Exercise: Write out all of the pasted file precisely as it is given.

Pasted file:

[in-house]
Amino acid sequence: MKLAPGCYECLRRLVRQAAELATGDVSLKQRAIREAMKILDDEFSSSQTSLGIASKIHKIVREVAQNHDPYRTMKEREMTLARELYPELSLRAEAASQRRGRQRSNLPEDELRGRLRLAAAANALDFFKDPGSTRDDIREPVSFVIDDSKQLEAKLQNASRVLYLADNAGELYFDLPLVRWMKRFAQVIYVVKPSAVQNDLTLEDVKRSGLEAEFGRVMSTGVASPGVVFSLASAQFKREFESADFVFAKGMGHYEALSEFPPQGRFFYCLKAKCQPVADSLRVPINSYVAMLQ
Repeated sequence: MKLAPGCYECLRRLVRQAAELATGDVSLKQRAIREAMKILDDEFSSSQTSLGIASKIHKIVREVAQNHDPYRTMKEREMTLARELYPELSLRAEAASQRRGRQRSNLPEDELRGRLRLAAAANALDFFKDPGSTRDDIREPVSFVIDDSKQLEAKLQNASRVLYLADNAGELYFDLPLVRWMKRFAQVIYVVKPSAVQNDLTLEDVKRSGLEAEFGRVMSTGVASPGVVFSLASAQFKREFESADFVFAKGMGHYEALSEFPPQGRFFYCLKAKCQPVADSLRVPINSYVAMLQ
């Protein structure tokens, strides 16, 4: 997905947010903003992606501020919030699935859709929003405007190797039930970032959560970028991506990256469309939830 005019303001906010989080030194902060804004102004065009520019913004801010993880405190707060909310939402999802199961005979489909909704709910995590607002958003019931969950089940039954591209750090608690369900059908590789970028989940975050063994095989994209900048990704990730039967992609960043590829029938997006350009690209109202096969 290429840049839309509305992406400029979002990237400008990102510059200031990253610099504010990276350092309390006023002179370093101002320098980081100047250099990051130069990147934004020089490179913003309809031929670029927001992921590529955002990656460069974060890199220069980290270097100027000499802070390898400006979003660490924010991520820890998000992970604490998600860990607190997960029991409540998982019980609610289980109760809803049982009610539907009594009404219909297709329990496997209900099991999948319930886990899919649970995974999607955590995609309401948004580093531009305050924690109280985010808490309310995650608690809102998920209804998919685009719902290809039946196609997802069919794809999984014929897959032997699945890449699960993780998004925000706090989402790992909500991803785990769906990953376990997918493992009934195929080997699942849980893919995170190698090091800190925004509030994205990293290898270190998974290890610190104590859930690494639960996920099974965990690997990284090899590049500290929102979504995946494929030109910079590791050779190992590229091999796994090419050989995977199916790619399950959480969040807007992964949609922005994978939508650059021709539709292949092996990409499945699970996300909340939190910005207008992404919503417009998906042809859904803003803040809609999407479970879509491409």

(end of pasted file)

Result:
[in-house]
Amino acid sequence: MKLAPGCYECLRRLVRQAAELATGDVSLKQRAIREAMKILDDEFSSSQTSLGIASKIHKIVREVAQNHDPYRTMKEREMTLARELYPELSLRAEAASQRRGRQRSNLPEDELRGRLRLAAAANALDFFKDPGSTRDDIREPVSFVIDDSKQLEAKLQNASRVLYLADNAGELYFDLPLVRWMKRFAQVIYVVKPSAVQNDLTLEDVKRSGLEAEFGRVMSTGVASPGVVFSLASAQFKREFESADFVFAKGMGHYEALSEFPPQGRFFYCLKAKCQPVADSLRVPINSYVAMLQ
Repeated sequence: MKLAPGCYECLRRLVRQAAELATGDVSLKQRAIREAMKILDDEFSSSQTSLGIASKIHKIVREVAQNHDPYRTMKEREMTLARELYPELSLRAEAASQRRGRQRSNLPEDELRGRLRLAAAANALDFFKDPGSTRDDIREPVSFVIDDSKQLEAKLQNASRVLYLADNAGELYFDLPLVRWMKRFAQVIYVVKPSAVQNDLTLEDVKRSGLEAEFGRVMSTGVASPGVVFSLASAQFKREFESADFVFAKGMGHYEALSEFPPQGRFFYCLKAKCQPVADSLRVPINSYVAMLQ
């Protein structure tokens, strides 16, 4: 997905947010903003992606501020919030699935859709929003405007190797039930970032959560970028991506990256469309939830 005019303001906010989080030194902060804004102004065009520019913004801010993880405190707060909310939402999802199961005979489909909704709910995590607002958003019931969950089940039954591209750090608690369900059908590789970028989940975050063994095989994209900048990704990730039967992609960043590829029938997006350009690209109202096969 290429840049839309509305992406400029979002990237400008990102510059200031990253610099504010990276350092309390006023002179370093101002320098980081100047250099990051130069990147934004020089490179913003309809031929670029927001992921590529955002990656460069974060890199220069980290270097100027000499802070390898400006979003660490924010991520820890998000992970604490998600860990607190997960029991409540998982019980609610289980109760809803049982009610539907009594009404219909297709329990496997209900099991999948319930886990899919649970995974999607955590995609309401948004580093531009305050924690109280985010808490309310995650608690809102998920209804998919685009719902290809039946196609997802069919794809999984014929897959032997699945890449699960993780998004925000706090989402790992909500991803785990769906990953376990997918493992009934195929080997699942849980893919995170190698090091800190925004509030994205990293290898270190998974290890610190104590859930690494639960996920099974965990690997990284090899590049500290929102979504995946494929030109910079590791050779190992590229091999796994090419050989995977199916790619399950959480969040807007992964949609922005994978939508650059021709539709292949092996990409499945699970996300909340939190910005207008992404919503417009998906042809859904803003803040809609999407479970879509491409």